Avril Lavigne is the “most dangerous celebrity” online

Avril Lavigne hasn’t released an album since 2013, and yet she’s somehow reached the top of an online list which doesn’t start with the words “where are they now?”

Avril Lavigne is the “most dangerous celebrity” online

The Canadian pop-punk singer who shot to fame with the linguistic abomination Sk8er Boi is the most dangerous celebrity to search for, with security firm McAfee reporting that searching for her name has a 14.5% chance of bringing up a website carrying malware. That number rises to 22% if you lose any semblance of self-respect and search for “Avril Lavigne mp3”.

McAfee has a couple of theories as to why Avril Lavigne may suddenly be dangerous to search for – a new album on the way and, far more intriguingly, the recent revival of a high-profile conspiracy theory that the real Avril Lavigne is dead and has been replaced by an imposter. The latter is fertile ground for hiding malware – after all, if it’s conspiracy you want, then you can’t really scratch that itch by visiting reputable sites. Ironically said theory was originally spread by people who were keen to show how easily conspiracy theories can be spread. Mission accomplished, I guess?

Actually, she’s only the most dangerous celebrity to Google in America. Over here, our answer to Avril Lavigne is… Craig David. He’s followed by Emeli Sande, Liam Payne, Adele and Ed Sheeran. Huh.craig_david_is_the_most_dangerous_uk_celebrity_online

Let’s get back to the United States then. Lavigne knocks out last year’s winner for the dubious accolade, comedian Amy Schumer. Rounding up the US top ten are Bruno Mars, Carly Rae Jepsen, Zayn Malik, Celine Dion, Calvin Harris, Justin Bieber, Sean “Diddy” Combs, Katy Perry and Beyonce.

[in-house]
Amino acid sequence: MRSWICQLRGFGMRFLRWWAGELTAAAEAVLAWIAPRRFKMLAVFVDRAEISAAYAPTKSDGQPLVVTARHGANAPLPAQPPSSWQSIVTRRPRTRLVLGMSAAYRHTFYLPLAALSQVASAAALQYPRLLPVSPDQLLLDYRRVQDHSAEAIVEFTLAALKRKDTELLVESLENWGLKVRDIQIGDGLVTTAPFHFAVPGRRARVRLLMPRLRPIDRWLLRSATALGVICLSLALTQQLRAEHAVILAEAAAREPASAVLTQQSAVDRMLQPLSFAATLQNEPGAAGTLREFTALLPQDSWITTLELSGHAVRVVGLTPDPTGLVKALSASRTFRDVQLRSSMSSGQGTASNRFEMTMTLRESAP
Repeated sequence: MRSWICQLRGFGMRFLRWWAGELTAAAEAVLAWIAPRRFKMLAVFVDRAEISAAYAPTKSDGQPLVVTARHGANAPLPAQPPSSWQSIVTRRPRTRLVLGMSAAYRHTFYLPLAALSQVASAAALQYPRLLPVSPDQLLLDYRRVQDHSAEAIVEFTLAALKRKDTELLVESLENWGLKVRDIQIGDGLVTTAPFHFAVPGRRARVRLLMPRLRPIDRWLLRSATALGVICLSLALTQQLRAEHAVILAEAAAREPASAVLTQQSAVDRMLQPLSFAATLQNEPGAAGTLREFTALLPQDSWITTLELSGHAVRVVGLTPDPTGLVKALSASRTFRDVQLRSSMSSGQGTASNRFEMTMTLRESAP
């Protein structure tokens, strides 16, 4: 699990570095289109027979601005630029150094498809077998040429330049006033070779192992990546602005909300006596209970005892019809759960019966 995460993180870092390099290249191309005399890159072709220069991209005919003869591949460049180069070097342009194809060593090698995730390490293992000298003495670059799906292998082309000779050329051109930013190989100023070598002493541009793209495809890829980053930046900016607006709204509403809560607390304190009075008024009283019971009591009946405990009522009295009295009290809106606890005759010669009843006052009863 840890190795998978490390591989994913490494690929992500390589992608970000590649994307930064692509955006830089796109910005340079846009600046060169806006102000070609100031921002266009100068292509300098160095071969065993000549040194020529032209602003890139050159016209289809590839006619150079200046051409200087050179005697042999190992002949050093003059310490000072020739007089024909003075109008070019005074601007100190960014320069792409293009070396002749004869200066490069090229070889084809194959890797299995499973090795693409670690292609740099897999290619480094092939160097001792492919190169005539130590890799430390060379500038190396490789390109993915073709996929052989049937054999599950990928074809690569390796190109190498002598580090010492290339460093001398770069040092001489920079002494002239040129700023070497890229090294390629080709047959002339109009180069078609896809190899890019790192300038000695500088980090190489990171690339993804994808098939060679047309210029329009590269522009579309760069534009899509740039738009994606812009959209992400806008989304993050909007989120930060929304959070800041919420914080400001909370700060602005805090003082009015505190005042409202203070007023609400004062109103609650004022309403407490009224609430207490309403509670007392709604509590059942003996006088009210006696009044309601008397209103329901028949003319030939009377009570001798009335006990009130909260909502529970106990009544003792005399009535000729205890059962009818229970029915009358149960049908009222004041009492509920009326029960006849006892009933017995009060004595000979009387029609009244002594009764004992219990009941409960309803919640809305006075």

Wherever you’re demonstrating your dubious taste in music, McAfee’s advice remains the same. “Be careful what you click,” the accompanying blog post reads. “Are you looking for a sneak-peak at Avril Lavigne’s rumoured 2017 album? It’s best to wait for the official release than to visit a third-party website that could contain malware.

“Searching for free MP3s? Be careful! Searching for ‘free MP3’ returned the highest number of risky websites, so it’s important for consumers to be vigilant and ensure they are searching safely. If a website comes up that doesn’t seem 100% trustworthy, avoid paying it a visit.”

And of course, there was a plug for McAfee WebAdvisor to “keep you safe by identifying malicious websites and warning the user before they click.” That’s good advice, but if you really must listen to Avril Lavigne records, then it’s also probably best to visit a reputable retailer.

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